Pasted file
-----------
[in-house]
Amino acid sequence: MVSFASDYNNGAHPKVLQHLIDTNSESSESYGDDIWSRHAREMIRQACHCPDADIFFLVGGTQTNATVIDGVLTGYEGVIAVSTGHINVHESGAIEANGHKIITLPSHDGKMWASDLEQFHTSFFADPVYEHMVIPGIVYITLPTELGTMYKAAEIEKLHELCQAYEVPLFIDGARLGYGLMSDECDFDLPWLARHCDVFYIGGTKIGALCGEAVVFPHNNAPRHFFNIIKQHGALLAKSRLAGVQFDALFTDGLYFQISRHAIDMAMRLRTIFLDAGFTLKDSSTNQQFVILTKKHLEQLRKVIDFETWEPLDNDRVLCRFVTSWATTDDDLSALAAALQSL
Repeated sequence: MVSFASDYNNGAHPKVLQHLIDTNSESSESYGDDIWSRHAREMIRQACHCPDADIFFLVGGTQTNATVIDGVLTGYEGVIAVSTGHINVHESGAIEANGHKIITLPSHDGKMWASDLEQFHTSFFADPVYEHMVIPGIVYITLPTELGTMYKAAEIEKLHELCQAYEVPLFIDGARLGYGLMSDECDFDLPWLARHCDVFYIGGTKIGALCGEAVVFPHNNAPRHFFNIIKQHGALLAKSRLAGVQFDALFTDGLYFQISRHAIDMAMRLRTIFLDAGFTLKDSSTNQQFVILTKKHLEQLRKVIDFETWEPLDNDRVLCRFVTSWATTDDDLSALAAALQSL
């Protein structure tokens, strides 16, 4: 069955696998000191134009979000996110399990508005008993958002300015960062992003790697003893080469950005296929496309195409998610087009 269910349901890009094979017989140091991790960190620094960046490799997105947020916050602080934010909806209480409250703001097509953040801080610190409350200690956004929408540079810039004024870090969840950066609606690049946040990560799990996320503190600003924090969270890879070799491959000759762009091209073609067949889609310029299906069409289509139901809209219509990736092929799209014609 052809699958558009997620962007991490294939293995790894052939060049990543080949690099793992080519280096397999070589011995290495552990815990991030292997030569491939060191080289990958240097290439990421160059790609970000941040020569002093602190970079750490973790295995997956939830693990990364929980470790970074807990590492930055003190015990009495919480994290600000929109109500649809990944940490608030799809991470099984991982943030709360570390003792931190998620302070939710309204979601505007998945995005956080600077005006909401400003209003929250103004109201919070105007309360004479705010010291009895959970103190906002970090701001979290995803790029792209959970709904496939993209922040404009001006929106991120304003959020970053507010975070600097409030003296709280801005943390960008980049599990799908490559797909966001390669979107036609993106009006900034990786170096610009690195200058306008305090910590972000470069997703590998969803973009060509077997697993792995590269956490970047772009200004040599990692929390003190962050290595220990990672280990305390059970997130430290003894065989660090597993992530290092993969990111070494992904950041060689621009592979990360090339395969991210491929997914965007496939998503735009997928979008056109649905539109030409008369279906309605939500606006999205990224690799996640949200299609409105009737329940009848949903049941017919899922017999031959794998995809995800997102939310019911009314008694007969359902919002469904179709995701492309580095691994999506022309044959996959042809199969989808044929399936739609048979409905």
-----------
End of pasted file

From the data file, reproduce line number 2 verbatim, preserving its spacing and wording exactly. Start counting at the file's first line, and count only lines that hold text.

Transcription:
Amino acid sequence: MVSFASDYNNGAHPKVLQHLIDTNSESSESYGDDIWSRHAREMIRQACHCPDADIFFLVGGTQTNATVIDGVLTGYEGVIAVSTGHINVHESGAIEANGHKIITLPSHDGKMWASDLEQFHTSFFADPVYEHMVIPGIVYITLPTELGTMYKAAEIEKLHELCQAYEVPLFIDGARLGYGLMSDECDFDLPWLARHCDVFYIGGTKIGALCGEAVVFPHNNAPRHFFNIIKQHGALLAKSRLAGVQFDALFTDGLYFQISRHAIDMAMRLRTIFLDAGFTLKDSSTNQQFVILTKKHLEQLRKVIDFETWEPLDNDRVLCRFVTSWATTDDDLSALAAALQSL